Man still continues to harbor all these evil elements within himself. These evil elements are not introduced or influenced by external sources but are created by man himself. If these evil forces are man-made, then man himself must work hard to get rid of them after realizing their danger. Unfortunately the majority of men are cruel, cunning, wicked, ungrateful, unreliable, unscrupulous. If man is allowed to live according to his own free-will without moderation and restraint, he would most definitely violate the peace and happiness of innocent people. His behavior would probably be much worse than that of dangerous living beings. Religion is required to train him to lead a respectable life and to gain peace and happiness here and hereafter.
 

Another obstacle confronting religious life and spiritual progress is racial arrogance. The Buddha advised His followers not to bring forward any racial issue when they come to practise religion. Buddhists are taught to sink their own racial origin and caste or class distinction. People of all religions should not discriminate against any groups of people by bringing forward their personal traditional way of life. They should treat everyone equally, especially in the religious field. Unfortunately, followers of different religions create more discriminations and hostility towards other religious groups when performing their religious activities.
 

While working others, they should not disturb their feelings because of their so-called traditions and customs. They can follow traditions and customs that are in keeping with the religious principles and moral codes of their religions.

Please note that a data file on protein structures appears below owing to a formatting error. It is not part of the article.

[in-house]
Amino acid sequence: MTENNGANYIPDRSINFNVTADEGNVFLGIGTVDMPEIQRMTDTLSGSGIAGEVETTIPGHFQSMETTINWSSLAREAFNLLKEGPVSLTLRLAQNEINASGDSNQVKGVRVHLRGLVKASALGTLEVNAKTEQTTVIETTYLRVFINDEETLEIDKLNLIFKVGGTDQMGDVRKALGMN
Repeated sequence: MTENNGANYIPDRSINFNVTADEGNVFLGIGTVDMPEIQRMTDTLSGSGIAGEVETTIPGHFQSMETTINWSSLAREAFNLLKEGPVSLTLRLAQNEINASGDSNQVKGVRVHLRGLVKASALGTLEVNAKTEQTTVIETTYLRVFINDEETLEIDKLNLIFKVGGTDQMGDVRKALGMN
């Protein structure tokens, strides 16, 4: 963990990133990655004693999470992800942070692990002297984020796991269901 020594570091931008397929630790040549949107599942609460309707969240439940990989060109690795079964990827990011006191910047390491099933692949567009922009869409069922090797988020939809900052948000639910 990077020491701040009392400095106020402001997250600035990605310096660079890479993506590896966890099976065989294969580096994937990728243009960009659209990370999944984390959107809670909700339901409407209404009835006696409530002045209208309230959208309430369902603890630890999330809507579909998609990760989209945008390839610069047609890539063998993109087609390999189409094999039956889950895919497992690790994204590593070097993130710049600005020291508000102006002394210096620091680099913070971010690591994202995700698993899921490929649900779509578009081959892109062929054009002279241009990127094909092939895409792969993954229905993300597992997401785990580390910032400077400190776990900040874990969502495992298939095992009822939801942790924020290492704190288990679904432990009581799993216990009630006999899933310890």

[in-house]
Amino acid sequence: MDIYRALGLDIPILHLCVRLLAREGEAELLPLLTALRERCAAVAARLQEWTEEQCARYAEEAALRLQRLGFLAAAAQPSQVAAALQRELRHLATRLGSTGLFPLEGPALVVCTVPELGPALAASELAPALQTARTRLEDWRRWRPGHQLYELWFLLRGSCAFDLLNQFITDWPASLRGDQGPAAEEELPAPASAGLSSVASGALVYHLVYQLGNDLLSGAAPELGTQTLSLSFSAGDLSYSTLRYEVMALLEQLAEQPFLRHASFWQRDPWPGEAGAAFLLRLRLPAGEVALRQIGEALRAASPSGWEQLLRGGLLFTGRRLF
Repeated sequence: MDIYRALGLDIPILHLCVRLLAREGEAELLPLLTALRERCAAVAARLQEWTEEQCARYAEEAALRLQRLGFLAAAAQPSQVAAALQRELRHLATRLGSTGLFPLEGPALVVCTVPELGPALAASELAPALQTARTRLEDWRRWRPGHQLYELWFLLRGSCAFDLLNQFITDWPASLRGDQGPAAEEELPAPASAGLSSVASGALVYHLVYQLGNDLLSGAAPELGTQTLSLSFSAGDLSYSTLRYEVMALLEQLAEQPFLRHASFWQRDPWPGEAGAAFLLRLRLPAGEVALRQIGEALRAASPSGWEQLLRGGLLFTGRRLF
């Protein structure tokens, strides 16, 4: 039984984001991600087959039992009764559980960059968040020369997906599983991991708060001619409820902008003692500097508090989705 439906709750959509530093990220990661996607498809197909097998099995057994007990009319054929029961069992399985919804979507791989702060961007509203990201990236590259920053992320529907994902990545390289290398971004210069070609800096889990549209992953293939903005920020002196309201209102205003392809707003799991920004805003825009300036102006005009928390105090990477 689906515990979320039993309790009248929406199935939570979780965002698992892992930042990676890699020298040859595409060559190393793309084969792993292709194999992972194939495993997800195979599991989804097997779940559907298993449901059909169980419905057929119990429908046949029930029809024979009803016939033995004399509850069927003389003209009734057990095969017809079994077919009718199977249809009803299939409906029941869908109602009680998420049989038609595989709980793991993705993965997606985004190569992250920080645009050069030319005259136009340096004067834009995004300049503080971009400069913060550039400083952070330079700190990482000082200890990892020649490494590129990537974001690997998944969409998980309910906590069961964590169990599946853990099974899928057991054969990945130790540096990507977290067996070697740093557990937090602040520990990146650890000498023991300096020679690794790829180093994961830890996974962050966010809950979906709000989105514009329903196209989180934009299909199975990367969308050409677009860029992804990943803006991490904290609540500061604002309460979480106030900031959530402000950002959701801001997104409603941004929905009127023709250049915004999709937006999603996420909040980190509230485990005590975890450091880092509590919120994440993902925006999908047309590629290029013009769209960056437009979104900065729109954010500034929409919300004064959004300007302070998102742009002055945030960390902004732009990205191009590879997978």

Racial arrogance is a great hindrance to religion and spiritual progress. The Buddha once used the simile of ocean water to illustrate the harmony which can be experienced by people who have learnt to cast aside their racial arrogance: Different rivers have different names. The water of the individual rivers all flow into the ocean and become ocean water. In a similar manner, all those who have come from different communities and different castes, must forget their differences and think of themselves only as human beings.
 

You Protect Yourself
 

'Protecting oneself one protects others'
 

'Protecting others one protects oneself.'
 

Once the Blessed One told His monks the following story:
 

'There was once a pair of jugglers who did their acrobatic feats on a bamboo pole. One day the master said to his apprentice: 'Now get on my shoulders and climb up the bamboo pole.' When the apprentice had done so, the master said: 'Now protect me well and I shall protect you. By watching each other in that way, we shall be able to show our skill, we shall make a good profit and you can get down safely from the bamboo pole.' But the apprentice said: 'Not so, master. You! O Master, should protect yourself, and I too shall protect myself. Thus self-protected and self-guarded we shall safely do our feats."